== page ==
Most companies never get around to explaining the kinds of ideas they’re looking for—so their criteria is unclear. Without criteria, every idea has equal value, leading to roadblocks and battles over limited resources and inertia. “People in this company never let go of their pet ideas,” is another comment I often hear.
On the other hand, well-conceived criteria can be used to make people think more in order to expand on them. GE CEO Jeff Immelt requires each division to produce three Imagination Breakthroughs a year—game-changing ideas that create entirely new business models or product lines with $100 million in sales within three years. Selection criteria are best when they are simple and memorable; they are most valuable when they are widely understood throughout the organization. At WL Gore & Associates, the criteria were reduced to three words: Real, Win, Worth. Is the opportunity real? Can we win the market with it? Is it worth watching?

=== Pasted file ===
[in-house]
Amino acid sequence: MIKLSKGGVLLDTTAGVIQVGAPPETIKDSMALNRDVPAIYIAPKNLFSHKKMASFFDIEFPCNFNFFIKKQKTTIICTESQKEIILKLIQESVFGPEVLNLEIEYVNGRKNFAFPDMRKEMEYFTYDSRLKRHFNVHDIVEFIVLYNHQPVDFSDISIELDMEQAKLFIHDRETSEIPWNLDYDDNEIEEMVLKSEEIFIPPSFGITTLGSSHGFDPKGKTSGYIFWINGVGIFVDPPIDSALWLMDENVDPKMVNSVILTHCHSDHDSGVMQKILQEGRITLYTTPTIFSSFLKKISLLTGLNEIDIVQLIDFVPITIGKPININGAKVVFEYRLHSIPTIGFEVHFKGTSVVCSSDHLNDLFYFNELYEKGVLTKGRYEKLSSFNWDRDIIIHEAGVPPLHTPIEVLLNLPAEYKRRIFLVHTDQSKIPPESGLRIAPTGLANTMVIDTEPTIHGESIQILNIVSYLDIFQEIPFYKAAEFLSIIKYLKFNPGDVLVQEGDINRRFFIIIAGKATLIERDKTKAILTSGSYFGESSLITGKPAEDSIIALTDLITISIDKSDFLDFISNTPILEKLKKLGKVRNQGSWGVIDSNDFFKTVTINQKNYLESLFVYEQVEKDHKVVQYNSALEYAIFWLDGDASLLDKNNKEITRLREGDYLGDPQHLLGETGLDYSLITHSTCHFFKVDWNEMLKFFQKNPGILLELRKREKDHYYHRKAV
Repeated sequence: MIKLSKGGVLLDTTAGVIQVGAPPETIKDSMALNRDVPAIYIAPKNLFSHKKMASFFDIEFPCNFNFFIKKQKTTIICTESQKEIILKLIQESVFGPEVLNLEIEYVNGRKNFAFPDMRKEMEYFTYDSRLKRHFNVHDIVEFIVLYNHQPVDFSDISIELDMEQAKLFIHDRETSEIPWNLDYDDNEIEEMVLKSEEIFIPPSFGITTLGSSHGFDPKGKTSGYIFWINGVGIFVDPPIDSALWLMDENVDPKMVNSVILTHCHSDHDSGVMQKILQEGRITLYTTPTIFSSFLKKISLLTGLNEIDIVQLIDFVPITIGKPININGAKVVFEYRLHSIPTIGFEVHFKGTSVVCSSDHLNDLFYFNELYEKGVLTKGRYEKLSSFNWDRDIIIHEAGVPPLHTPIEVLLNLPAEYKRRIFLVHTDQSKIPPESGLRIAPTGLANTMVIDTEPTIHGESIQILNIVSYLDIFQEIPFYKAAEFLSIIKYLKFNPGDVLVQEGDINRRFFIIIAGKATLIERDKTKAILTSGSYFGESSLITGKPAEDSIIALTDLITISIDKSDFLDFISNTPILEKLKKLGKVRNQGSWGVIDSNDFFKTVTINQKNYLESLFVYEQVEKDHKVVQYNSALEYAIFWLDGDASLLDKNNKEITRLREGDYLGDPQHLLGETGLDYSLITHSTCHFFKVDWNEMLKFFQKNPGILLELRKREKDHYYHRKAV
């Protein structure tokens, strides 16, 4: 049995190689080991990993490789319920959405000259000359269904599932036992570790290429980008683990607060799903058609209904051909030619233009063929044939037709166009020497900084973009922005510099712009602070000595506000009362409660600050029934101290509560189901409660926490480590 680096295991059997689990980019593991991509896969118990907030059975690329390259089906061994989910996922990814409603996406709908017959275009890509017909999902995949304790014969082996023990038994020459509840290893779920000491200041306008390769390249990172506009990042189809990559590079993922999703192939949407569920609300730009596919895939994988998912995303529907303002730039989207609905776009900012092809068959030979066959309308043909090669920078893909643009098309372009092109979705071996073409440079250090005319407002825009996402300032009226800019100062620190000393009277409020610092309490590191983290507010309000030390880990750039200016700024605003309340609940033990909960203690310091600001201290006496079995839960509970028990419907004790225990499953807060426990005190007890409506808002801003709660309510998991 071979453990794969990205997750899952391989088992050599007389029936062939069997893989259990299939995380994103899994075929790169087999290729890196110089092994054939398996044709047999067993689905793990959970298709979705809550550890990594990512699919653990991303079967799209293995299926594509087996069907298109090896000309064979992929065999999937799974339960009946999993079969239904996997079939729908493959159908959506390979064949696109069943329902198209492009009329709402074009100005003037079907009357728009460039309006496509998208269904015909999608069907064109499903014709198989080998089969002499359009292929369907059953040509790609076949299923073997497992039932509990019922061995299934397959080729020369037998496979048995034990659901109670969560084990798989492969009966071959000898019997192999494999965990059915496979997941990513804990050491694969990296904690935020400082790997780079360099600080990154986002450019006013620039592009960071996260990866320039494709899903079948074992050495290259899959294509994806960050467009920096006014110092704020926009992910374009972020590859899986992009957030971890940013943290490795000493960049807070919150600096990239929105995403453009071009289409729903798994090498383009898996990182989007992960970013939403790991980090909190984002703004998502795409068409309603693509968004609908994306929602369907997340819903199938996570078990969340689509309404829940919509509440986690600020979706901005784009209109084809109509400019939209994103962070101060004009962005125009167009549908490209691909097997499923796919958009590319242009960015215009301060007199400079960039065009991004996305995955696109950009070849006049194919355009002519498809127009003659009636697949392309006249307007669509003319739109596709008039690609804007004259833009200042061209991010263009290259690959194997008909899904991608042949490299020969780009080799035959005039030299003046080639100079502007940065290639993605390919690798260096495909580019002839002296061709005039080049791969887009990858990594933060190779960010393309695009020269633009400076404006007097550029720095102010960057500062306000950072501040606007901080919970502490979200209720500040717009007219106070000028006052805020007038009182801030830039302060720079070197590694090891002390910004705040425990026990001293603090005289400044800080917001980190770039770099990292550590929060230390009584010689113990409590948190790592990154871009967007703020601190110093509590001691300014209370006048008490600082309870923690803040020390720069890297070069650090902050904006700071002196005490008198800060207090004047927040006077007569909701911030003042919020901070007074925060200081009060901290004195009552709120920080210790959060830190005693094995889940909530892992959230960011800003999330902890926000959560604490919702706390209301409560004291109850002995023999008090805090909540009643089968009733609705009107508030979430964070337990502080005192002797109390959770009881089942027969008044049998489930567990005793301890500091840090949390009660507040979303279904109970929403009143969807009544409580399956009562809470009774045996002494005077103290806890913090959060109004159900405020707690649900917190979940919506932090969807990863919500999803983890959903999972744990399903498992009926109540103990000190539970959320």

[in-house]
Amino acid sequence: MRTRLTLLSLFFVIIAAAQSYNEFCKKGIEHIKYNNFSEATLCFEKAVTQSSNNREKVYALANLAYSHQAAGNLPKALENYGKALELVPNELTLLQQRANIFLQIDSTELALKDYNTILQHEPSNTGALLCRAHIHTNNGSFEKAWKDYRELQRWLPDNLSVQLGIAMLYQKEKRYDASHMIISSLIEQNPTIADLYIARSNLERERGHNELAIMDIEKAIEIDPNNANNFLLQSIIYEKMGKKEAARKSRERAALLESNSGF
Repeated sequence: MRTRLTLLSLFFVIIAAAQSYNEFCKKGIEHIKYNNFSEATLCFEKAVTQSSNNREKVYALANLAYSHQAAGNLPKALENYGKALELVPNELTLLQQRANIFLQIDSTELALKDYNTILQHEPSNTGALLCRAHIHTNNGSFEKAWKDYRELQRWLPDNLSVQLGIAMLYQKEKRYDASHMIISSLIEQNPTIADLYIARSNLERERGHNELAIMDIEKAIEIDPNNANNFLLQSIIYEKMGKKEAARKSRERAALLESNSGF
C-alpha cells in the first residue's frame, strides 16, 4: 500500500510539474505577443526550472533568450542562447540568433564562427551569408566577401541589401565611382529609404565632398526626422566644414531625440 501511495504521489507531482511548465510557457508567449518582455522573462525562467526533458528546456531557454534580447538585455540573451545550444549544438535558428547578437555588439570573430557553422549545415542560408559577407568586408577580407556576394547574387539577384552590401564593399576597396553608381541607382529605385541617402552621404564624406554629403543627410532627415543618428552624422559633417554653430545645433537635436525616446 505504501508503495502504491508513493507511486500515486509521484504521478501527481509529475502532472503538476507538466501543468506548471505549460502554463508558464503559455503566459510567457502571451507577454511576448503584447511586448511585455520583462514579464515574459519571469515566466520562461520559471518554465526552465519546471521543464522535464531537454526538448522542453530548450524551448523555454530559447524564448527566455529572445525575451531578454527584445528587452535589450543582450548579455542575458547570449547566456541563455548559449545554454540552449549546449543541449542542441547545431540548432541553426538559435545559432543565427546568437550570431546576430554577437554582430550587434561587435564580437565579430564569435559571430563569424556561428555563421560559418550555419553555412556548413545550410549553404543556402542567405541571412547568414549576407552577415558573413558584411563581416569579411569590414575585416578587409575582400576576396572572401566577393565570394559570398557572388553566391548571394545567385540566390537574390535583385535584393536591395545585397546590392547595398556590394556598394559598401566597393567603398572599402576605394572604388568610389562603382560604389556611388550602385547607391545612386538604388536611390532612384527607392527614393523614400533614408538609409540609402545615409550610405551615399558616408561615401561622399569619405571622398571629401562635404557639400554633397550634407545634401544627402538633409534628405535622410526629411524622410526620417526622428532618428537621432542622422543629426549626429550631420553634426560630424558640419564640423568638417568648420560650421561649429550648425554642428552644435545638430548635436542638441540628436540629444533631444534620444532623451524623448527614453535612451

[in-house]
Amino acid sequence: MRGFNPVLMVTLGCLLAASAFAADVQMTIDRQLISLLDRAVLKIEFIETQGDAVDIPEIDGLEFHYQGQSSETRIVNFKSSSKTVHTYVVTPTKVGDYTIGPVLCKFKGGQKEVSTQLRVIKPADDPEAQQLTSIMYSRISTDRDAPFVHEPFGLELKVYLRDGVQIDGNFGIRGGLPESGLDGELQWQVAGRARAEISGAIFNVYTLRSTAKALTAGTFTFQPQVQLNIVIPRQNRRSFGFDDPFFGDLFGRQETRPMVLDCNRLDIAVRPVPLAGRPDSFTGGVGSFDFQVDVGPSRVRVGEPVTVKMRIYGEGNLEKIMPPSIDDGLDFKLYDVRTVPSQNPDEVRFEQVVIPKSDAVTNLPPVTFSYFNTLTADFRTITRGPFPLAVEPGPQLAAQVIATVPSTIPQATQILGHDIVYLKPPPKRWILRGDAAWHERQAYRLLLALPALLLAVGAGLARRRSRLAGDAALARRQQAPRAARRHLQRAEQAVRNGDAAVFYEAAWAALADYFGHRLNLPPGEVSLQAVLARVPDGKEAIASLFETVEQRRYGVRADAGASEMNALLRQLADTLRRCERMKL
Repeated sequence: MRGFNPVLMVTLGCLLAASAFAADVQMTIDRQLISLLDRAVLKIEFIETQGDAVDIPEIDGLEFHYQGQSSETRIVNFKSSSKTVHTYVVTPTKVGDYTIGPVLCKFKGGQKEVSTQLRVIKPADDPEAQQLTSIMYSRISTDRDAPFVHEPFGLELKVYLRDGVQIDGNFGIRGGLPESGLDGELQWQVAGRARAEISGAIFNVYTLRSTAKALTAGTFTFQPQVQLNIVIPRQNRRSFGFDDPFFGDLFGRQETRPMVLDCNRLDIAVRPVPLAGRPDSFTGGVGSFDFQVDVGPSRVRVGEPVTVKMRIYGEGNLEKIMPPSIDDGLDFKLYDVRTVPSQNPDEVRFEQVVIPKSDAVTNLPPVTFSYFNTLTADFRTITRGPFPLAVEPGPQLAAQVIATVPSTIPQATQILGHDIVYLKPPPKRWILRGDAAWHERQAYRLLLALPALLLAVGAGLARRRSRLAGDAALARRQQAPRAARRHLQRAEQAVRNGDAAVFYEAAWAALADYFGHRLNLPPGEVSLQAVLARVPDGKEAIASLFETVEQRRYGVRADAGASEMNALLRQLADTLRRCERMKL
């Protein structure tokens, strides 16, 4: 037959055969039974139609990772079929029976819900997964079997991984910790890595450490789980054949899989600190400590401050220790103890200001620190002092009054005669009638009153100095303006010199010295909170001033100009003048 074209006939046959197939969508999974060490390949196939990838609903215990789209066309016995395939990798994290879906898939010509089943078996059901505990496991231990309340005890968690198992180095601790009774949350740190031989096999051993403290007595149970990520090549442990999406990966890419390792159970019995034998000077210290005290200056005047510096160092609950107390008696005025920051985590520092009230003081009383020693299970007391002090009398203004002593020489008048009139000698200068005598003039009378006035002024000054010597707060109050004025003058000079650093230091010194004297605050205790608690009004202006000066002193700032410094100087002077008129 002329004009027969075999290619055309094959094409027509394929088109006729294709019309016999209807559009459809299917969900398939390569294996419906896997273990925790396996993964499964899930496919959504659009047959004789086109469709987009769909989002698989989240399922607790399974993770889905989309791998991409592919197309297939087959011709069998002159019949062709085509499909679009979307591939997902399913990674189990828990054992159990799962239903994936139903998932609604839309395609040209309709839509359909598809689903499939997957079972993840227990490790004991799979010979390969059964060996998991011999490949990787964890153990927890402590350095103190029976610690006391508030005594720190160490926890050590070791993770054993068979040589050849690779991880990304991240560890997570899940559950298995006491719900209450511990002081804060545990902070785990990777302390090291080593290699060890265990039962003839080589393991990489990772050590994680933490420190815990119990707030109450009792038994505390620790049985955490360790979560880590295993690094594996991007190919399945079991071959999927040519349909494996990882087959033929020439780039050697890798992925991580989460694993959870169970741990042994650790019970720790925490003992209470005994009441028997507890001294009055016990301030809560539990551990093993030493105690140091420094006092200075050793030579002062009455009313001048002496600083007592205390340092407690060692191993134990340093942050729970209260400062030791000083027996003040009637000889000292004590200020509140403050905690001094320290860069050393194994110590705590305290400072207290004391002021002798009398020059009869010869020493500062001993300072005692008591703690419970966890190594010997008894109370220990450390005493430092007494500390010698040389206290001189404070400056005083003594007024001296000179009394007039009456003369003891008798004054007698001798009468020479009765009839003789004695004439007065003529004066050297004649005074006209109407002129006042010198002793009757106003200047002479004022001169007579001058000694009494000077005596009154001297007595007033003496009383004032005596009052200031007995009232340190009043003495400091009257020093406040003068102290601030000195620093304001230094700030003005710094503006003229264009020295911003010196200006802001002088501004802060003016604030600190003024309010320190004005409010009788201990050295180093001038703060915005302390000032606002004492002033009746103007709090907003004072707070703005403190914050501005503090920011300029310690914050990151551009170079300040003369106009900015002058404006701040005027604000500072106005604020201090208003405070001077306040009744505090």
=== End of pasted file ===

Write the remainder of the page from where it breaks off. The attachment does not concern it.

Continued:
At Bank of America, selection teams in each business unit evaluate ideas using a well-publicized scorecard. Using a simple score from zero to five, ideas are evaluated on dimensions such as: ease of implementation, impact on co-workers, customer satisfaction and, of course, revenue potential. At one technology company, the criteria came down to five questions:
1. Does this idea correspond to our innovation strategy? 2. Does it create new value for our clients? 3. Is there a demand for this innovation? 4. Will management support it? 5. Can the solution be qualified?
Getting the right people on the selection team